MOSCOW, 10 Jan 2022, RUSSTRAT Institute.
According to information confirmed in the media, the Kremlin and the White House have talks on strategic stability and security issues scheduled for January 10. Then the situation in Europe, with a strong “Ukrainian accent”, will be discussed at the meeting of the Russia-NATO Council on January 12 and January 13 with the Organisation for Security and Co-operation in Europe (OSCE).
What exactly will be discussed at these meetings can be found out from the draft strategic documents that were posted on the website of the Russian Foreign Ministry. The first of them is called the “Treaty between the Russian Federation and the United States of America on Security Guarantees“, and the second is the “Agreement on Measures to Ensure the Security of the Russian Federation and the Member States of the North Atlantic Treaty Organisation“.
The upcoming series of negotiations has several important features that set their tone, format and expectations. In recent months, the Russian side has stressed at various levels that the United States can be the main and even the only interlocutor. Other participants in the negotiations have much less subjectivity and will be forced to follow in line with the agreements of Russia and the United States, if any of them will arise.
This is a fundamental point, which, despite all its cynicism, is hard to challenge. Going beyond the issue of political influence, and in some cases Washington’s complete control over the NATO partner countries, the United States remains the main military and financial force of this bloc. On average, about 80% of NATO’s funding and military power comes from the United States. This means that even if conditional Romania or Montenegro will have a “special opinion”, in practice it will mean absolutely nothing.
Separately, it should be noted that the thesis about the actual vassalage of the remaining 29 NATO members (and even more so those aspiring to be there) was stated to the United States in a clear and direct form, without diplomatic euphemisms. For example, in an article dedicated to Ukraine written by Deputy Chairman of the Security Council of the Russian Federation Dmitry Medvedev, where the politician used the phrase “it is pointless to deal with vassals. The deal should be conducted with a suzerain”.
Such directness, among other things, underlines the level of Russia’s fears about the current military-political situation at its borders, which is dangerously close to the fact that Moscow will have to react in the broadest sense – since none of the numerous attempts on our part to agree “in a good way” have yielded results.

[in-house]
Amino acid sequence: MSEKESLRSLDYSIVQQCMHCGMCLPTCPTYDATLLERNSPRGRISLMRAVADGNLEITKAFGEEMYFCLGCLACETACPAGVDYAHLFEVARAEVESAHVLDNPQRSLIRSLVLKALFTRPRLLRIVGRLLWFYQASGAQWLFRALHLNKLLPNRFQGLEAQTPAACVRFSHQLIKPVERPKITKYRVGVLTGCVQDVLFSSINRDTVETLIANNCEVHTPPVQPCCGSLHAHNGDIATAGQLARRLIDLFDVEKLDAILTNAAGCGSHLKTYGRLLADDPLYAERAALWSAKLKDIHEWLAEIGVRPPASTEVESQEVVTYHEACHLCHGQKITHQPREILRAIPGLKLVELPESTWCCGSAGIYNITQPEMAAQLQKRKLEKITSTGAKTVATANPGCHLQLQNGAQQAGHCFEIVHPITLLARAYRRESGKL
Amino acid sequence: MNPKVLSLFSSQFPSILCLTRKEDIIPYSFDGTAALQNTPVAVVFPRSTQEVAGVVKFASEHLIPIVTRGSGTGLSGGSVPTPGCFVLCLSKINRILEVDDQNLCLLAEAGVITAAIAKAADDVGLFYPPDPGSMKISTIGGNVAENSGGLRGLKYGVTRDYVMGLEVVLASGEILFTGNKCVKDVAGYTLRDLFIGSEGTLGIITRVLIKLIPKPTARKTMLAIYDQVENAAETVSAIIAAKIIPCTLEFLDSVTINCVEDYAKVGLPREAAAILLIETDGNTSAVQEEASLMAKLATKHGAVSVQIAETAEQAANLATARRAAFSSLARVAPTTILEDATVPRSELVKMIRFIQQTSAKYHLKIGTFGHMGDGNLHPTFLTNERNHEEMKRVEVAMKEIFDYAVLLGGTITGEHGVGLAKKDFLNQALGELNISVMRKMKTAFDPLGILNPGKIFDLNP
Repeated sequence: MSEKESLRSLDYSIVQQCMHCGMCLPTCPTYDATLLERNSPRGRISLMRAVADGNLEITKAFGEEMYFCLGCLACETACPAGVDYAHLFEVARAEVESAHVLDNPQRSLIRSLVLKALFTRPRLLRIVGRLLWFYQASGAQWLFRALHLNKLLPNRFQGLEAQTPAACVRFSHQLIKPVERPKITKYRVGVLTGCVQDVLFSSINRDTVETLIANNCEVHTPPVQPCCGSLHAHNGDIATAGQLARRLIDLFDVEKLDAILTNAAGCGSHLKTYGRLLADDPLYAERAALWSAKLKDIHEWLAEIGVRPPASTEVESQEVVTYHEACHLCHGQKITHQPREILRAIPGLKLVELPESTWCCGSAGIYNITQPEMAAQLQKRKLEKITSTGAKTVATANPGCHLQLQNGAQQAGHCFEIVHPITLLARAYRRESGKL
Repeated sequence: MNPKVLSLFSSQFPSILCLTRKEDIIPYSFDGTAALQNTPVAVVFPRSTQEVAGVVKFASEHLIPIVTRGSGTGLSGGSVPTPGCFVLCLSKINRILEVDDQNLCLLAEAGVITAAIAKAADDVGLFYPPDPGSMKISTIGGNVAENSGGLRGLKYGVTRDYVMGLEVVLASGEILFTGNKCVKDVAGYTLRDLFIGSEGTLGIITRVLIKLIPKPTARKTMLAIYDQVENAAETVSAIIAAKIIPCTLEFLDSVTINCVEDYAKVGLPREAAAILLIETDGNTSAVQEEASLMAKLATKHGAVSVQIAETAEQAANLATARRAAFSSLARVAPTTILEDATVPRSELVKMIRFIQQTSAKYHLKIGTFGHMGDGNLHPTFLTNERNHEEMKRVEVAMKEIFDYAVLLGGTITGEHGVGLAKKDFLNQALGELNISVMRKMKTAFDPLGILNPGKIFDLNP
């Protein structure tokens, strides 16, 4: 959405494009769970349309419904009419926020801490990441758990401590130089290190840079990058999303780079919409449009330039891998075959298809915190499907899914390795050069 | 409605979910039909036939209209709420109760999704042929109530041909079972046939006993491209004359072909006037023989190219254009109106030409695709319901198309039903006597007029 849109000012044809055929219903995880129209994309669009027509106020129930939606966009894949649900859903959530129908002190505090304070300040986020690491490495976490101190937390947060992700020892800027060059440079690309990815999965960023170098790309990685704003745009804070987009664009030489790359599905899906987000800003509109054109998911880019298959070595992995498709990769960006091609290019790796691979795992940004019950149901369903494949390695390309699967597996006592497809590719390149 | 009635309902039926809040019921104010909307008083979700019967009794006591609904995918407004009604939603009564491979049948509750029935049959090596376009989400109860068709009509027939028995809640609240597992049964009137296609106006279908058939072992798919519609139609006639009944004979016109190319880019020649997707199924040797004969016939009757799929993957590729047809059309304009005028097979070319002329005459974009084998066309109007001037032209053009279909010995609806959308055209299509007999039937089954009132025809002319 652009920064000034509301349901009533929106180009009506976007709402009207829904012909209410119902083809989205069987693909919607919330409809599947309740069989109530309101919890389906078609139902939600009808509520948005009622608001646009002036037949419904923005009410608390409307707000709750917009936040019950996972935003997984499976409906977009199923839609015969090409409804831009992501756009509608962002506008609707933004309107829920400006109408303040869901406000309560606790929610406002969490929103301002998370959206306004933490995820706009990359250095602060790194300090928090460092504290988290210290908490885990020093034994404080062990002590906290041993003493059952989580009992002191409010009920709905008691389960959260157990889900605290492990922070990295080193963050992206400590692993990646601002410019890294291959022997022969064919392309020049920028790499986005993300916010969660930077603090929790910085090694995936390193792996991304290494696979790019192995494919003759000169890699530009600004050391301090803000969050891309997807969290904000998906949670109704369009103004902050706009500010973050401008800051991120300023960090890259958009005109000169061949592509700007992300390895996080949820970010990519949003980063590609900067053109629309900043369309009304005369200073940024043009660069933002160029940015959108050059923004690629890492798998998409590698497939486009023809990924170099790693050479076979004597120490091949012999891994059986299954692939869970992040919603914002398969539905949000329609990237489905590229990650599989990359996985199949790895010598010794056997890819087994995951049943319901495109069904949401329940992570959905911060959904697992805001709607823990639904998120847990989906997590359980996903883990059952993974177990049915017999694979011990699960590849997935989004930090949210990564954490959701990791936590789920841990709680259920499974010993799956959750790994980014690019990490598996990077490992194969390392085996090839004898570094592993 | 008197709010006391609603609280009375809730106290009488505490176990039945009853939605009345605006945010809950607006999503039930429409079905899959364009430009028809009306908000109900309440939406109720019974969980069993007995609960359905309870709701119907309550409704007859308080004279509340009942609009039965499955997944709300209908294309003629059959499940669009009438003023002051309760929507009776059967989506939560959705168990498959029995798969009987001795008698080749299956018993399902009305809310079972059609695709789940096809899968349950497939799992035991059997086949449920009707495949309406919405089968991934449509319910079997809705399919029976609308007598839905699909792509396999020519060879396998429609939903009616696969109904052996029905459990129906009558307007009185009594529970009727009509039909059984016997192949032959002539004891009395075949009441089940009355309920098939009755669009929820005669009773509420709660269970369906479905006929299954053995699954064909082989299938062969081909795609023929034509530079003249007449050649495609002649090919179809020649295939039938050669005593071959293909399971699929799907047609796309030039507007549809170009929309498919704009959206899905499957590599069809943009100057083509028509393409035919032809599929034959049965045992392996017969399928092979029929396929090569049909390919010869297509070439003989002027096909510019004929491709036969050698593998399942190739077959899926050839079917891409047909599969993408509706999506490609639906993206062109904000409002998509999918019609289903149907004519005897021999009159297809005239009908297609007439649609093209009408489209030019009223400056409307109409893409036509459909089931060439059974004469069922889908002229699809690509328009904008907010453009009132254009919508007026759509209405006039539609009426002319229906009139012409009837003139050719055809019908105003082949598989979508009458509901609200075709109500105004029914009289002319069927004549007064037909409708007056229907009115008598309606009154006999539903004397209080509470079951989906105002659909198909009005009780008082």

Let’s recall that Russian President Vladimir Putin spoke exhaustively on this issue during an expanded meeting of the Board of the Ministry of Foreign Affairs of the Russian Federation on November 18, 2021, and instructed Foreign Minister Sergey Lavrov to focus all necessary diplomatic efforts in this direction.
“It is absolutely necessary to already raise the question, Sergey Viktorovich, it is necessary to raise the question of seeking to provide Russia with serious long-term guarantees to ensure our security in this area, because Russia cannot exist like this and constantly think about what may happen there tomorrow,” Vladimir Putin stressed.
There are, however, great doubts that US suzerainty will be explicitly recognised by Washington. It’s not about decency and concern for the feelings of NATO partner countries: Washington simply does not benefit from taking personal responsibility for such decisions. An appeal to the fact that any decision within the framework of NATO can only be a consensus will be very beneficial for the United States: referring to the predictable protest against the treaty of Poland or Lithuania with Russia, the process of concluding an agreement on security guarantees can always be torpedoed.
In this sense, a direct agreement with the United States has a greater chance of a constructive result than a dialogue with NATO. The bilateral dialogue provided for by the very title of the document implies greater unambiguity and clarity of the framework. Nevertheless, it is hardly worth hoping that Russia’s outstretched hand will be met with readiness.
Impassable in advance
On December 21, 2021, US Secretary of State Antony Blinken, commenting on Russia’s proposals on security guarantees, said that among them are both those that are clearly unacceptable and those that can be discussed. Also, according to him, the United States intends to “put on the table what Russia needs to respond to”.
So far, there has been no information about what exactly the United States can present as its position. However, it is possible to conclude with a fairly high degree of confidence which precisely Russian demands will be rejected, and how this will be explained. Although there are only seven articles bearing a practical core in the draft agreement proposed by Moscow, each of them is awaiting serious discussion.
Thus, Article 1 states that “The Parties interact on the basis of the principles of indivisible and equal security, without prejudice to each other’s security and for these purposes; do not take actions and do not carry out activities affecting the security of the other Party, do not participate in them and do not support them; do not implement security measures taken by each Party individually or within the framework of an international organisation, military alliance or coalition that would undermine the fundamental security interests of the other Party”.
This point will definitely not be supported by the United States. In particular, because the “fundamental interests” of US security, in Washington’s understanding, cover the entire globe and the space within reach. What should be understood as “fundamental security interests” – the administrations of US presidents decide for themselves. In 2010, under Barack Obama, an up-to-date and not yet canceled version of the understanding of the “national security” of the United States was adopted.
According to this document, US national security includes “the security of the United States, its citizens, allies and partners; a strong, innovative and growing US economy in an open international economic system that promotes opportunities and prosperity; respect for universal values at home and around the world; an international order advanced by the US leadership that promotes peace, security and opportunities through stronger cooperation to meet global challenges”.